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2011 Chevy Silverado 3500 crew cab with a Knapheide service body, I'd like to add a second tool box to the top of the body Something like Tractor Supply makes for a short bed truck that would mount to the to side of a pick up truck.

Question I have is since both boxes are just powder coated metal, what can I put between the boxes to prevent rust? If I just bolt them together with powder coat to powder coat the rust would start immediately.
 

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Born 120 years too late.
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2011 Chevy Silverado 3500 crew cab with a Knapheide service body, I'd like to add a second tool box to the top of the body Something like Tractor Supply makes for a short bed truck that would mount to the to side of a pick up truck.

Question I have is since both boxes are just powder coated metal, what can I put between the boxes to prevent rust? If I just bolt them together with powder coat to powder coat the rust would start immediately.
THE BIG problem is how do you keep from trapping water between them
IF
the box does not have to be fully supported I would put one of the rubberized sealers at the corners and then an inert material like a heavy plastic at the four corners acting like feet, so you have good airflow between the present body and the new box. Trapped water is horrible for rust. Trapped salty water and you can watch it rust before your eyes. Your attachment points would be through the feet so those places where the powder coat is compromised it still protected by the sealant and the material used for the feet.

Lately I have used a waterproof sealant to provide protection for things like that, Once the installation is done, I just seal the whole thing in with silicone. IT adheres and flows into the little cracks that would allow water to enter then sets up hard enough to repel everything but it will be easy to take apart if you need to.

I live in northern Michigan where the roads are liberally salted and everything metal dies a nasty rusty death without a lot of TLC.
 
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Put a bead of silicone caulk around the edge and bolt the top box down tight. The two boxes are going to rub the finish off of each other as they vibrate. The vibrations will also wear the rust off almost as fast as it forms. Dirt and grit getting between the box and the bed will make it worse. That is the reason for the caulk, helps keep out the dirt that grinds and the water that causes rust. Periodically tighten the hardware and refresh the caulk.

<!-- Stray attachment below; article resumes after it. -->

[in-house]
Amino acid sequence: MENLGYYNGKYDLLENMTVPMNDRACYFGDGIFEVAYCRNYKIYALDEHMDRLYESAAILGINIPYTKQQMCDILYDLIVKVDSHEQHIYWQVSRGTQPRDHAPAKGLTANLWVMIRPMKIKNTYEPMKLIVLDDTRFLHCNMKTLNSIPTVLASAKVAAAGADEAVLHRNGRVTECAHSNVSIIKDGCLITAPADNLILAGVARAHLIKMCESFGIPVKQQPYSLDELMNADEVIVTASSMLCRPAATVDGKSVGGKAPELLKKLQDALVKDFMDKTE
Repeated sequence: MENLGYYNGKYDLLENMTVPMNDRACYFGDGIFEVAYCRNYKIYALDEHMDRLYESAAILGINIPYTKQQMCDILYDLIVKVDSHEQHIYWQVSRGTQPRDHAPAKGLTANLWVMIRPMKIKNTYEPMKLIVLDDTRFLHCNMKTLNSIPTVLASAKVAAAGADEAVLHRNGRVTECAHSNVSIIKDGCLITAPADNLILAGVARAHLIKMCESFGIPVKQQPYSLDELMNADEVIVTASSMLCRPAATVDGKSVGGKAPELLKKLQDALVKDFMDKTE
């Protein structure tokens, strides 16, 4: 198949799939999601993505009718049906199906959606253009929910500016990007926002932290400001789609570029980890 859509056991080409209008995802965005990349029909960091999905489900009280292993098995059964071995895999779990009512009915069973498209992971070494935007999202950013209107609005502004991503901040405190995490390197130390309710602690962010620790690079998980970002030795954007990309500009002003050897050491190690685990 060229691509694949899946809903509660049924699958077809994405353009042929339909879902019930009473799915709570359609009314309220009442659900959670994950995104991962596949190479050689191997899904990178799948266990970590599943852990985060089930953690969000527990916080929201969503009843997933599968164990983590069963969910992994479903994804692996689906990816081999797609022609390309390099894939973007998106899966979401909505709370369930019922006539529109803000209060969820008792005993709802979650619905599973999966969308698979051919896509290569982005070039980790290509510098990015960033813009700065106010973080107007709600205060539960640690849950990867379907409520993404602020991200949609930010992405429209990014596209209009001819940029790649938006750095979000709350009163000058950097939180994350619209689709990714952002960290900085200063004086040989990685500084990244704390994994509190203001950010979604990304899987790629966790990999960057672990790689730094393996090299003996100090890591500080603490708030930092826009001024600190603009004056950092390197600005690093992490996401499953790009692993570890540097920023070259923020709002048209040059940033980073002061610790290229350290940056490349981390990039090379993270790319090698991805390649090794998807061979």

This was done on our 2008 welding truck. It has no rust issues between the boxes.
 

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Discussion Starter #4
Feet would be a good idea Keep the water out from between the boxes, We have very little snow so the salt in our are is not bad but since buying the body new 2 years ago it has not held up well at all, the rust is coming through already.
 

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You need a small gap to keep the crud from getting trapped and allowing it to be washed out. Otherwise the painted surfaces will fret against each other continually.

Install rubber shock mounts like you would use under a small engine. Install one in each corner backed up with fender washers inside the tool boxes . Non corrosive Silicon bead where the shock mounts meet painted metal. Put a couple extra mounts in the middle to provide redundancy and distribute the weight.

There may be some interlocking shock mounts that retain mechanical connection if the rubber fails.

You don't want the sheet metal flexing or paint will pop off, so some angle iron or aluminum angle inside can stiffen.

Just to be sure, add a layer of paint or clear coat before assembling.

Sent from my SM-T350 using Tapatalk
 

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i would chop in half extend it and add a second axle to offload some of the excess weight when full of tools..

You would likely overweight just with 4 people in the cab and nothing in the storage cabinets ..

with crap load of tools in those cabinets you can exceed 3 tonnes or more..

I see these type of things put on the back of 4cyl diesels and know the engine capacity isn't suitable for the excess weight you will store in them....

I don't care what axle weight ratings are in this case i would weigh the tools you are intending to use before even considering to do a fit out like this because they weight more than you think and you should like spread the weight to a second axle..
 

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You know 4 people around 150kg would gross over 600kg meaning on a 1 ton chassis with this setup 1,800-2,800 kg..

meaning even if the vehicle has 2.5-3.5 ton payload you might be in weight in 2.4 tons,
you might be over by 100 kg

factoring weight of gear you will be over 7-10 ton..

you are likely going to be overweight regardless of what you do on single axle to lable something in lbs to sound like you can haul a greater weight however when you start looking tons and tonnes you find where you stand more cleaner I would not rely on how these vehicles are tested in pulling capacity..

as i seen the test bunny hopping up a hill loosing traction on the front tires on a single axle

at the day do what you like though don't expect to stop on a dime once you load the tool chests with tools i would advise filling the tool chest full of tools then take it on the scales and see how much weighs full vs empty

I weigh about 300lbs give take 10-20lbs.. and 4 of me 544kg which over a half a ton at 5 680 kg close to 3/4 ton at 6 its 815kg is over 3/4 ton 66kg over 3/4ton..

Noting 2.5 ton = 2,500 kg
3.5 ton = 3,500kg